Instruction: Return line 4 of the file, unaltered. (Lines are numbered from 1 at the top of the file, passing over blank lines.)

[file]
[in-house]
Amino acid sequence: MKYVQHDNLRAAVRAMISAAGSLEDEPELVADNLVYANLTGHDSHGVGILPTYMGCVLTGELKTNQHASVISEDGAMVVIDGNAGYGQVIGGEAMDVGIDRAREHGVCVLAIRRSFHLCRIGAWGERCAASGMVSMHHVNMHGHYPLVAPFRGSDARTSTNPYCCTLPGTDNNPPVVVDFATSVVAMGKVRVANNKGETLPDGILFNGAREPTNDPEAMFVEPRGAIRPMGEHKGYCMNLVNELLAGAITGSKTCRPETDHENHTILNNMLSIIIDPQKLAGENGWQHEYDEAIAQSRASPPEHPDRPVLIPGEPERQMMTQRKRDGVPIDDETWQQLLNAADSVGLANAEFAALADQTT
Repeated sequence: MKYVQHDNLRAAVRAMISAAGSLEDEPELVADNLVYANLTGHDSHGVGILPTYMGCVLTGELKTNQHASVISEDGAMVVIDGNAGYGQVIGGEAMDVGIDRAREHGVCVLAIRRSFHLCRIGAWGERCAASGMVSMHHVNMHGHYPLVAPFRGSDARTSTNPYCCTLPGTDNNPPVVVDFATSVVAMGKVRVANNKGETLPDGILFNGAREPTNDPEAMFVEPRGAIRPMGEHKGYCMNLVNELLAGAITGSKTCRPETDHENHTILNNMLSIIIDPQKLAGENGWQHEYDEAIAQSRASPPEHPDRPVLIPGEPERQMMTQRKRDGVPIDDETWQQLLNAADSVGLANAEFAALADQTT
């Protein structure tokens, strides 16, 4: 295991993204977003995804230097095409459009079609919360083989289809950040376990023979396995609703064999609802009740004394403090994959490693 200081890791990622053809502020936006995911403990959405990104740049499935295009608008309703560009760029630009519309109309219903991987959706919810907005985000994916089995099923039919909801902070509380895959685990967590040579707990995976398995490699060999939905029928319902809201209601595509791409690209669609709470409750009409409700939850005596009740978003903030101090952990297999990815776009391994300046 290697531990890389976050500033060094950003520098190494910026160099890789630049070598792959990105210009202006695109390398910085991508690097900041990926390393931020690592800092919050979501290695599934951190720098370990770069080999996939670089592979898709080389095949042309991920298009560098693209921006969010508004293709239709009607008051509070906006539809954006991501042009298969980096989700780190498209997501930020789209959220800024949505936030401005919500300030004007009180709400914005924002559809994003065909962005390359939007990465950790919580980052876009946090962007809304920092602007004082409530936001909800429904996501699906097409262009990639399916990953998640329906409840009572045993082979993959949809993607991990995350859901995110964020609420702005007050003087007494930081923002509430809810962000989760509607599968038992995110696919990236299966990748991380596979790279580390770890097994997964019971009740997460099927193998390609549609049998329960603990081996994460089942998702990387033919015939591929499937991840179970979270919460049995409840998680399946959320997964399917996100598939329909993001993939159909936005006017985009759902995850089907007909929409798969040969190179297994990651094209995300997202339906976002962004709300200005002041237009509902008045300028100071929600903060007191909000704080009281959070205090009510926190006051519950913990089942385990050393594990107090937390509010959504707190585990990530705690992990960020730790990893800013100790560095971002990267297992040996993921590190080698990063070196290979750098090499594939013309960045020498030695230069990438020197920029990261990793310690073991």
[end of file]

């Protein structure tokens, strides 16, 4: 295991993204977003995804230097095409459009079609919360083989289809950040376990023979396995609703064999609802009740004394403090994959490693 200081890791990622053809502020936006995911403990959405990104740049499935295009608008309703560009760029630009519309109309219903991987959706919810907005985000994916089995099923039919909801902070509380895959685990967590040579707990995976398995490699060999939905029928319902809201209601595509791409690209669609709470409750009409409700939850005596009740978003903030101090952990297999990815776009391994300046 290697531990890389976050500033060094950003520098190494910026160099890789630049070598792959990105210009202006695109390398910085991508690097900041990926390393931020690592800092919050979501290695599934951190720098370990770069080999996939670089592979898709080389095949042309991920298009560098693209921006969010508004293709239709009607008051509070906006539809954006991501042009298969980096989700780190498209997501930020789209959220800024949505936030401005919500300030004007009180709400914005924002559809994003065909962005390359939007990465950790919580980052876009946090962007809304920092602007004082409530936001909800429904996501699906097409262009990639399916990953998640329906409840009572045993082979993959949809993607991990995350859901995110964020609420702005007050003087007494930081923002509430809810962000989760509607599968038992995110696919990236299966990748991380596979790279580390770890097994997964019971009740997460099927193998390609549609049998329960603990081996994460089942998702990387033919015939591929499937991840179970979270919460049995409840998680399946959320997964399917996100598939329909993001993939159909936005006017985009759902995850089907007909929409798969040969190179297994990651094209995300997202339906976002962004709300200005002041237009509902008045300028100071929600903060007191909000704080009281959070205090009510926190006051519950913990089942385990050393594990107090937390509010959504707190585990990530705690992990960020730790990893800013100790560095971002990267297992040996993921590190080698990063070196290979750098090499594939013309960045020498030695230069990438020197920029990261990793310690073991």